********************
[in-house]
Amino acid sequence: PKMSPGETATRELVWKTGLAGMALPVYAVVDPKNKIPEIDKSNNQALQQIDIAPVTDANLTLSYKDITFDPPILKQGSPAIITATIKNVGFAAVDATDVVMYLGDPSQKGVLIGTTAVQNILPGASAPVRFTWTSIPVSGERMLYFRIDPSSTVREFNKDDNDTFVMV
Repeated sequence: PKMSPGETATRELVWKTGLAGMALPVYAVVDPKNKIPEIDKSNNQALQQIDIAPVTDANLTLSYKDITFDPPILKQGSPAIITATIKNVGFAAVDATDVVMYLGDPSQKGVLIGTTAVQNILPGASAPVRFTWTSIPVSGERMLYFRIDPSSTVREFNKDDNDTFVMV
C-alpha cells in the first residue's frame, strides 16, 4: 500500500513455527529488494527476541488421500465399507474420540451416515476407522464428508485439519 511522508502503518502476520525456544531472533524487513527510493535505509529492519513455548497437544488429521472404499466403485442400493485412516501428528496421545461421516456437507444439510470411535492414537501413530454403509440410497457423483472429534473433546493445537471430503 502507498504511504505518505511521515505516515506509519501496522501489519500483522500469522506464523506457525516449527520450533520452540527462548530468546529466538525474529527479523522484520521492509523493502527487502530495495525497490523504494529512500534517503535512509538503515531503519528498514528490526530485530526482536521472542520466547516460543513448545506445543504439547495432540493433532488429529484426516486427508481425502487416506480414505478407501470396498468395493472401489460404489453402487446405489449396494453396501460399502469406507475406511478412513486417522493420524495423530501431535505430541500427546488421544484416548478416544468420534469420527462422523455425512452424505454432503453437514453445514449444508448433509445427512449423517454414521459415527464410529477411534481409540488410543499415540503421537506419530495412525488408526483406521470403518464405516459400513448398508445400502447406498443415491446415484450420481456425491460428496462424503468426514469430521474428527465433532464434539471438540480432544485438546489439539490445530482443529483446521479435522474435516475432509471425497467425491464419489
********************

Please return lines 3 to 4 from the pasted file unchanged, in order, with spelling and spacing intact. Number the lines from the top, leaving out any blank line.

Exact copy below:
Repeated sequence: PKMSPGETATRELVWKTGLAGMALPVYAVVDPKNKIPEIDKSNNQALQQIDIAPVTDANLTLSYKDITFDPPILKQGSPAIITATIKNVGFAAVDATDVVMYLGDPSQKGVLIGTTAVQNILPGASAPVRFTWTSIPVSGERMLYFRIDPSSTVREFNKDDNDTFVMV
C-alpha cells in the first residue's frame, strides 16, 4: 500500500513455527529488494527476541488421500465399507474420540451416515476407522464428508485439519 511522508502503518502476520525456544531472533524487513527510493535505509529492519513455548497437544488429521472404499466403485442400493485412516501428528496421545461421516456437507444439510470411535492414537501413530454403509440410497457423483472429534473433546493445537471430503 502507498504511504505518505511521515505516515506509519501496522501489519500483522500469522506464523506457525516449527520450533520452540527462548530468546529466538525474529527479523522484520521492509523493502527487502530495495525497490523504494529512500534517503535512509538503515531503519528498514528490526530485530526482536521472542520466547516460543513448545506445543504439547495432540493433532488429529484426516486427508481425502487416506480414505478407501470396498468395493472401489460404489453402487446405489449396494453396501460399502469406507475406511478412513486417522493420524495423530501431535505430541500427546488421544484416548478416544468420534469420527462422523455425512452424505454432503453437514453445514449444508448433509445427512449423517454414521459415527464410529477411534481409540488410543499415540503421537506419530495412525488408526483406521470403518464405516459400513448398508445400502447406498443415491446415484450420481456425491460428496462424503468426514469430521474428527465433532464434539471438540480432544485438546489439539490445530482443529483446521479435522474435516475432509471425497467425491464419489